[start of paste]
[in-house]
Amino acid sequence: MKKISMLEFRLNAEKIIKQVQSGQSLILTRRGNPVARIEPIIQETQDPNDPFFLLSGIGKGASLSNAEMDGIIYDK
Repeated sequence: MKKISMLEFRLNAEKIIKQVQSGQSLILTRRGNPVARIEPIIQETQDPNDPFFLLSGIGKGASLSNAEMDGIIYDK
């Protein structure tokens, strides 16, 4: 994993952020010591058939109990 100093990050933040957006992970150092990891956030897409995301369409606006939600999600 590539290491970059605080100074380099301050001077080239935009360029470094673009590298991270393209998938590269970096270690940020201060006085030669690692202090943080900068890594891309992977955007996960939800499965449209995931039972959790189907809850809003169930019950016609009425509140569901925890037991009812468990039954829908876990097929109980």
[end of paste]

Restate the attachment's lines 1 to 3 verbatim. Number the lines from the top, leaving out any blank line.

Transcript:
[in-house]
Amino acid sequence: MKKISMLEFRLNAEKIIKQVQSGQSLILTRRGNPVARIEPIIQETQDPNDPFFLLSGIGKGASLSNAEMDGIIYDK
Repeated sequence: MKKISMLEFRLNAEKIIKQVQSGQSLILTRRGNPVARIEPIIQETQDPNDPFFLLSGIGKGASLSNAEMDGIIYDK